Associations between executive functioning, coping, and psychosocial functioning after acquired brain injury

G.H.T. Wolters Gregório, R.W.H.M. Ponds, S.M.J. Smeets, F. Jonker, C.G.J.G. Pouwels, F.R.J. Verhey, C.M. van Heugten

Research output: Contribution to journalArticleAcademicpeer-review

Abstract

OBJECTIVES: To examine the relationships between executive functioning, coping, depressive symptoms, and quality of life in individuals with neuropsychiatric symptoms after acquired brain injury (ABI). DESIGN: Cross-sectional study. METHODS: Individuals (n = 93) in the post-acute and chronic phase (>3 months) after ABI and their significant others (N = 58) were recruited from outpatient clinics of four mental health centres in the Netherlands. Outcome measures were the Trail Making Test, Stroop Colour Word Test, Frontal Systems Behavioural Scale, Utrecht Coping List, Patient Health Questionnaire, and Life Satisfaction Questionnaire. Data were analysed with multiple regression analyses. RESULTS: Self-reported executive dysfunction was associated with greater use of passive coping styles (beta = .37, p < .01), and passive coping, in turn, was associated with lower quality of life (beta = -.57, p < .001) and more depressive symptoms (beta = .65, p < .001). Problem-focused coping was associated with higher quality of life among individuals who reported better executive functioning (beta = -.94, p < .05). Performances on executive functioning tests were not associated with coping, depressive symptoms, or quality of life. CONCLUSIONS: For clinicians, these data indicate that individuals who report greater difficulties with executive functioning after ABI are inclined to use maladaptive passive coping styles, which should be targeted in treatment. In comparison, individuals who report greater difficulties with executive functioning should not be prompted to use problem-focused coping styles. These individuals may benefit from other coping styles, such as the use of seeking social support or acceptance of problems. PRACTITIONER POINTS: Coping influences the association between executive functioning and quality of life. Individuals who report difficulties with executive functioning after ABI may be inclined to use passive coping styles, which are maladaptive. Problem-focused coping strategies may be more useful for individuals who have strong executive abilities. This study was a cross-sectional study; thus, a cause-and-effect relationship could not be established between executive functioning, coping, and psychosocial functioning. As this research was part of standard clinical care, non-traditional tests for executive functioning were not administered.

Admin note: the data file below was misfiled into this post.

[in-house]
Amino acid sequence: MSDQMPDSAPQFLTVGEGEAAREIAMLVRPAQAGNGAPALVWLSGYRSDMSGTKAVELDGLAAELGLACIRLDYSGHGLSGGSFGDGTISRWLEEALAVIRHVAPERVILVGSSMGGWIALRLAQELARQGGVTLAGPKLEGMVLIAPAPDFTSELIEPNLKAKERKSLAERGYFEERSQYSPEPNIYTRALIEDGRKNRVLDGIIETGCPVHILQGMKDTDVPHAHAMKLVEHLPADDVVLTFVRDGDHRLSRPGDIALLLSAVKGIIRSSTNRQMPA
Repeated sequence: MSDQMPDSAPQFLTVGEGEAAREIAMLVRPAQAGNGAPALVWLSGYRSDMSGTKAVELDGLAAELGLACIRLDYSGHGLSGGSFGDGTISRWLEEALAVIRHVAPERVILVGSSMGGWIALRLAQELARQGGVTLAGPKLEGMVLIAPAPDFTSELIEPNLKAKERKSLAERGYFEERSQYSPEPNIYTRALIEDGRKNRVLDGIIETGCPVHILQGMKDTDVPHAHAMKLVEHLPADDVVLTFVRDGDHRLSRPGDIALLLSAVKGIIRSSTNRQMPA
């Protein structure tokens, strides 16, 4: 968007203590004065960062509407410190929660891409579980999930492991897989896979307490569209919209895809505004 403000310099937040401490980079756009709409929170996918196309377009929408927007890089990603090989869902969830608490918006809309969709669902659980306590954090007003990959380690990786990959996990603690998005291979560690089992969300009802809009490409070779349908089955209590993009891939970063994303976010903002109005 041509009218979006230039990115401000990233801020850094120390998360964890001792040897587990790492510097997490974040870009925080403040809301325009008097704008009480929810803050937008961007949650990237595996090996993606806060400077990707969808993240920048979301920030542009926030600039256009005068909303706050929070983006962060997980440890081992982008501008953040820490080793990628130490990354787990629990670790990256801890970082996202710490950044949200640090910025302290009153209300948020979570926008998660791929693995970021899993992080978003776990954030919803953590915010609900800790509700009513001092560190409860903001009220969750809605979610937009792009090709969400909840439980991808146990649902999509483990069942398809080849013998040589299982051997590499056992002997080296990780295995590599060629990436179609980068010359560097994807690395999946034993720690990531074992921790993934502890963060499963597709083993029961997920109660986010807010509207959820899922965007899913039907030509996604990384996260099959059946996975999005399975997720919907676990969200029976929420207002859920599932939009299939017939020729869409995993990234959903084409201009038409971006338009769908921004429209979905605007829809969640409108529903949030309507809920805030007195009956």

Original languageEnglish
Pages (from-to)291-306
Number of pages16
JournalBritish Journal of Clinical Psychology
Volume54
Issue number3
DOIs
Publication statusPublished - Sep 2015

Keywords

  • executive function
  • quality of life
  • adaptation
  • psychological
  • neuropsychological tests
  • brain injuries
  • QUALITY-OF-LIFE
  • NEUROPSYCHIATRIC INVENTORY
  • ECOLOGICAL VALIDITY
  • NORMATIVE DATA
  • REHABILITATION
  • IMPAIRMENT
  • DEPRESSION
  • STROKE
  • HEALTH
  • DYSFUNCTION

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